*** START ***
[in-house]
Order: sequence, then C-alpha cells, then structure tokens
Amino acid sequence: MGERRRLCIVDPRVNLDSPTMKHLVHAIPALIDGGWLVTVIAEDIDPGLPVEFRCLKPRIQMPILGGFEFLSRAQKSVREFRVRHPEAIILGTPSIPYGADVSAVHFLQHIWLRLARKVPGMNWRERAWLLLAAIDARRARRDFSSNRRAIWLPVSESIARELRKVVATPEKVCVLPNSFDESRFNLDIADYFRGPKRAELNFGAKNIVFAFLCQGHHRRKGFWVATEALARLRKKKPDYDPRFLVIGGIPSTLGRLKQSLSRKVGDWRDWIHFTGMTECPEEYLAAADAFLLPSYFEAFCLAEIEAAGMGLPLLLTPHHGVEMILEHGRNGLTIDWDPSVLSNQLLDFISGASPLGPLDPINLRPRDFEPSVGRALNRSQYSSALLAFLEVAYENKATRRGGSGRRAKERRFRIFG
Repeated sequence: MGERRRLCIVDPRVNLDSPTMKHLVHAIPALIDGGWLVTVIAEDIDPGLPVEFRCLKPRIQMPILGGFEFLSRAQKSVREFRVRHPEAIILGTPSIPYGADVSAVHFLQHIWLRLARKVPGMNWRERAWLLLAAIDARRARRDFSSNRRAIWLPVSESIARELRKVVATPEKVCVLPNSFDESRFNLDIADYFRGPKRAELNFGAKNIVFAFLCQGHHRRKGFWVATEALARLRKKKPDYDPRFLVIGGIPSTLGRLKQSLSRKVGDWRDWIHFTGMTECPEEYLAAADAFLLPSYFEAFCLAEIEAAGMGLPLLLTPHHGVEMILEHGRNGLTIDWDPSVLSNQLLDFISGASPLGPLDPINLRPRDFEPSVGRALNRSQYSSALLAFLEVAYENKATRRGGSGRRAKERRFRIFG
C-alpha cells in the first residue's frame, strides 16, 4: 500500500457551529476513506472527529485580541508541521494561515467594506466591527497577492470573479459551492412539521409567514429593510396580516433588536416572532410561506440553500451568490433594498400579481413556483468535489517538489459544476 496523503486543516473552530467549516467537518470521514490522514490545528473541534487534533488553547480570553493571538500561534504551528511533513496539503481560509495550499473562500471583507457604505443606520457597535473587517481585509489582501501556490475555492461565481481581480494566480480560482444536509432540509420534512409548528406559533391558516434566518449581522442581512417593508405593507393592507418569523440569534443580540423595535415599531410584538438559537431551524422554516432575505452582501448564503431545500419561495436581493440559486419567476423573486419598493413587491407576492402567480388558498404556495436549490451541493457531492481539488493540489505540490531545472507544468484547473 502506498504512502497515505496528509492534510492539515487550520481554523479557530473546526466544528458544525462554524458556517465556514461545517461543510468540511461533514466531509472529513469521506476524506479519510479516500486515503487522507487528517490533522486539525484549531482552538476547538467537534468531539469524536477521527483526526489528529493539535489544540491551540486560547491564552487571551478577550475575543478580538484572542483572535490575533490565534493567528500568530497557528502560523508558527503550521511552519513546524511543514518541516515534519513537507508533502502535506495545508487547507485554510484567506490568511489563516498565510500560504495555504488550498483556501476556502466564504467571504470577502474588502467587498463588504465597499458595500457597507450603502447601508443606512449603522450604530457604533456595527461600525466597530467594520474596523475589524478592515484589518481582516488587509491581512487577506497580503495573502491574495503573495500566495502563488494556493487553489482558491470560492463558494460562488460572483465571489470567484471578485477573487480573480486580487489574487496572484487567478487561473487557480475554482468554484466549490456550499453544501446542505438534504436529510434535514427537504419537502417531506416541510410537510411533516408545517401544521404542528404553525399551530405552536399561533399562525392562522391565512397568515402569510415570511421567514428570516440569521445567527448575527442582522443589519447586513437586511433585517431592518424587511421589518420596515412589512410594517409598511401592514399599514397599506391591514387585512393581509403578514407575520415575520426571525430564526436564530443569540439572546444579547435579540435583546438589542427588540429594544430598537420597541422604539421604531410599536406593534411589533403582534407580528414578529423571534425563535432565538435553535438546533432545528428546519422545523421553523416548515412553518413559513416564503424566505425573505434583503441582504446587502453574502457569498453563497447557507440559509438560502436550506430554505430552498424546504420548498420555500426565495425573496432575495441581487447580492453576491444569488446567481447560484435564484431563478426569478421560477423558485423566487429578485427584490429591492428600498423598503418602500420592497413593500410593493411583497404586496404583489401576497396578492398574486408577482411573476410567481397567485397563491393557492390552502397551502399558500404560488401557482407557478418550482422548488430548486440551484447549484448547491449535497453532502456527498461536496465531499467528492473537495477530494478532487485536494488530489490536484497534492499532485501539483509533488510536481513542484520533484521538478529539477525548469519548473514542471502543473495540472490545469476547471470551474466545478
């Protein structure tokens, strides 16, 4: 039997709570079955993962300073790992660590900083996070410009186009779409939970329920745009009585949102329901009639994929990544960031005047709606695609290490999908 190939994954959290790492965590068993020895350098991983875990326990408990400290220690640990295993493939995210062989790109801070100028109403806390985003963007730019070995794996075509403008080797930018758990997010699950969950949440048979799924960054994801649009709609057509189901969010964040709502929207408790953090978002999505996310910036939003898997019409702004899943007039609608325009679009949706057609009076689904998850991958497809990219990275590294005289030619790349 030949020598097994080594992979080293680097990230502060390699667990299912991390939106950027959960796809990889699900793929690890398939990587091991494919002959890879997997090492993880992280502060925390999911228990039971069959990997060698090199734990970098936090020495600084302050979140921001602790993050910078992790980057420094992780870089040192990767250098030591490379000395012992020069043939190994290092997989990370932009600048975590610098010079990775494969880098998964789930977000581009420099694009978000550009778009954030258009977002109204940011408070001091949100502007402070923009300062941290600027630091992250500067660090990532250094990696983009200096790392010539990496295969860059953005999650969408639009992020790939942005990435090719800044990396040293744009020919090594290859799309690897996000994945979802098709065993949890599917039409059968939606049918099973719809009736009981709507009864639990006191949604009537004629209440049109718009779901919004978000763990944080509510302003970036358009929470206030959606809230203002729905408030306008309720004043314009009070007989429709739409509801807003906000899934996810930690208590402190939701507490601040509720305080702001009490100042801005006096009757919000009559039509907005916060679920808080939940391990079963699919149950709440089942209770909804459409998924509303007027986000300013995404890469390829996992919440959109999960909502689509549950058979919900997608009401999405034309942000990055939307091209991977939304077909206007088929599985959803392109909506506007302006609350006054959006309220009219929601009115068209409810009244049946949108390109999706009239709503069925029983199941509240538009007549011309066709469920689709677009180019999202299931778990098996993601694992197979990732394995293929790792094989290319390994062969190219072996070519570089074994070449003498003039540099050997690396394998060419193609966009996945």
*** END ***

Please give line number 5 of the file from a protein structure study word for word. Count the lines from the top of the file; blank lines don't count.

C-alpha cells in the first residue's frame, strides 16, 4: 500500500457551529476513506472527529485580541508541521494561515467594506466591527497577492470573479459551492412539521409567514429593510396580516433588536416572532410561506440553500451568490433594498400579481413556483468535489517538489459544476 496523503486543516473552530467549516467537518470521514490522514490545528473541534487534533488553547480570553493571538500561534504551528511533513496539503481560509495550499473562500471583507457604505443606520457597535473587517481585509489582501501556490475555492461565481481581480494566480480560482444536509432540509420534512409548528406559533391558516434566518449581522442581512417593508405593507393592507418569523440569534443580540423595535415599531410584538438559537431551524422554516432575505452582501448564503431545500419561495436581493440559486419567476423573486419598493413587491407576492402567480388558498404556495436549490451541493457531492481539488493540489505540490531545472507544468484547473 502506498504512502497515505496528509492534510492539515487550520481554523479557530473546526466544528458544525462554524458556517465556514461545517461543510468540511461533514466531509472529513469521506476524506479519510479516500486515503487522507487528517490533522486539525484549531482552538476547538467537534468531539469524536477521527483526526489528529493539535489544540491551540486560547491564552487571551478577550475575543478580538484572542483572535490575533490565534493567528500568530497557528502560523508558527503550521511552519513546524511543514518541516515534519513537507508533502502535506495545508487547507485554510484567506490568511489563516498565510500560504495555504488550498483556501476556502466564504467571504470577502474588502467587498463588504465597499458595500457597507450603502447601508443606512449603522450604530457604533456595527461600525466597530467594520474596523475589524478592515484589518481582516488587509491581512487577506497580503495573502491574495503573495500566495502563488494556493487553489482558491470560492463558494460562488460572483465571489470567484471578485477573487480573480486580487489574487496572484487567478487561473487557480475554482468554484466549490456550499453544501446542505438534504436529510434535514427537504419537502417531506416541510410537510411533516408545517401544521404542528404553525399551530405552536399561533399562525392562522391565512397568515402569510415570511421567514428570516440569521445567527448575527442582522443589519447586513437586511433585517431592518424587511421589518420596515412589512410594517409598511401592514399599514397599506391591514387585512393581509403578514407575520415575520426571525430564526436564530443569540439572546444579547435579540435583546438589542427588540429594544430598537420597541422604539421604531410599536406593534411589533403582534407580528414578529423571534425563535432565538435553535438546533432545528428546519422545523421553523416548515412553518413559513416564503424566505425573505434583503441582504446587502453574502457569498453563497447557507440559509438560502436550506430554505430552498424546504420548498420555500426565495425573496432575495441581487447580492453576491444569488446567481447560484435564484431563478426569478421560477423558485423566487429578485427584490429591492428600498423598503418602500420592497413593500410593493411583497404586496404583489401576497396578492398574486408577482411573476410567481397567485397563491393557492390552502397551502399558500404560488401557482407557478418550482422548488430548486440551484447549484448547491449535497453532502456527498461536496465531499467528492473537495477530494478532487485536494488530489490536484497534492499532485501539483509533488510536481513542484520533484521538478529539477525548469519548473514542471502543473495540472490545469476547471470551474466545478